Friday, December 4, 2015

double double

1 1/2 oz Beefeater Gin
3/4 oz Campari
1/2 oz Carpano Antica Sweet Vermouth (Dolin)
1/2 oz Punt e Mes
1/4 oz Cynar

Stir with ice and strain into a rocks glass. Garnish with an orange coin twist.

Two Tuesdays ago, I reached for my copy of Northstar Cocktails to find a modern recipe as a nightcap. The one that caught my attention was Pip Hanson's Double Double that reminded me of Phil Ward's Cornwall Negroni that he created at Gary Regan's Cocktails in the Country 2005. The major differences between the two are that the Double Double has a touch more Campari and utilizes Cynar instead of a dash of orange bitters.
The Double Double started with orange oil and grape notes on the nose. Next, citrus-tinged grape on the sip led into juniper and bitter orange on the swallow with Cynar's funky bitter notes combined with Punt e Mes' more rounded bitter ones on the finish.

Thursday, December 3, 2015

bela vista

2 oz Old Overholt Rye
1 oz Amaro Ramazzotti
1/2 oz Giffard Banane du Bresil

Stir with ice and strain into a rocks glass with a big ice cube. Garnish with a cherry.
Two Mondays ago, I stopped into No. 9 Park for a drink when bartenders Ryan Lotz and Gregg Guertin were at the stick. When I scanned the menu, I was curious about the Bela Vista for I wanted to see how banana liqueur would work with another amaro after it did so well with Campari in the Banana Boulevardier. In the glass, the Bela Vista shared a banana and cherry aroma that later displayed darker rye notes. Next, the malty and caramel sip fell aside to rye and cola notes on the swallow and banana and orange on the finish. Moreover, as the ice melted, the banana began to take a larger role in the flavor profile.

Wednesday, December 2, 2015

east india

3/4 jigger Sherry (2 oz Lustau Amontillado)
1/4 jigger Swedish Punsch (3/4 oz Kronan)
1 dash Curaçao (1/4 oz Pierre Ferrand Dry)

Stir with ice and strain into a cocktail glass. I added a lemon twist.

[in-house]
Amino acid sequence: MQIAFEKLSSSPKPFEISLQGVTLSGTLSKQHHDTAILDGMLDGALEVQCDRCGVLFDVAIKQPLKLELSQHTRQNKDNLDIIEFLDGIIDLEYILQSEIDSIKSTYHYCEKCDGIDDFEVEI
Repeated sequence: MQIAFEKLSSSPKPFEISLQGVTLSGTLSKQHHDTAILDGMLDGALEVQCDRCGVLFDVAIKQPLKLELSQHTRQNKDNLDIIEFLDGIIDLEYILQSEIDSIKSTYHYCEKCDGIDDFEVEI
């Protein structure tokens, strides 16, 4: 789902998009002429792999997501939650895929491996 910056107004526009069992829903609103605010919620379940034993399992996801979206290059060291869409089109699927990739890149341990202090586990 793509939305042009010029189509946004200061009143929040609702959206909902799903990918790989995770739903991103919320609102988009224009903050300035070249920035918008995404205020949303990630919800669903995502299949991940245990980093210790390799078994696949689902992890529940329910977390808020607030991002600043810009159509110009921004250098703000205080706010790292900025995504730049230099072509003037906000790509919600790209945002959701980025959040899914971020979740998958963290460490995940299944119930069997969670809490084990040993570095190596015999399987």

Two Sundays ago, I pondered a drink called the East India that I spotted in Pioneers of Mixing in Elite Bars: 1903-1933. It was curious for there is a better known East India Cocktail first published in Harry Johnson's 1882 Bartenders' Manual that is brandy, pineapple syrup, maraschino, curaçao, and bitters. Here, the only overlap was curaçao, but the combination of sherry and Swedish Punsch seemed rather intriguing despite the name overlap. Charles H. Baker wrote about the more famous East India Cocktail in Jigger, Beaker and Glass and mentioned that there was a second recipe under that name with dry vermouth, sherry, and orange bitters; swapping the punsch for the vermouth and curaçao for orange bitters here would yield something in that ball park.
This East India began with a lemon oil and grape aroma with hints of orange peel. Next, a slightly sweet grape sip led into dry nutty sherry, tea tannins, and orange flavors on the swallow.

Tuesday, December 1, 2015


1/3 jigger Gin (1 1/2 oz Beefeater)
1/3 jigger Dry Vermouth (1 1/2 oz Noilly Prat)
3 dash Maraschino (1/4 oz Luxardo)
2 dash Orange Bitters (Regan's)

Stir with ice and strain into a cocktail glass. Garnish with a lemon twist.

After the Coola Culla Don, I wanted something a bit more old school as a final drink of the night. Therefore, I turned to Boothby's 1934 Boothby's World Drinks And How To Mix Them and found the Silver which caught my eye as a dry (vermouth) Martinez. While the original Martinez recipe utilized Boker's Bitters, I often prefer to make them with orange bitters like in the Silver instead of aromatic ones like Angostura for I find that the extra fruit note helps to accentuate the Maraschino as well as bring out the orange peel notes in the vermouth and gin. Moreover, Boker's Bitters were heavy on the orange peel so this preference has some historical foundation.
Once prepared, the Silver greeted the nose with a lemon oil bouquet. Next, the sip was rather crisp with light white wine notes, and the swallow shared juniper and nutty Maraschino flavors with an orange finish.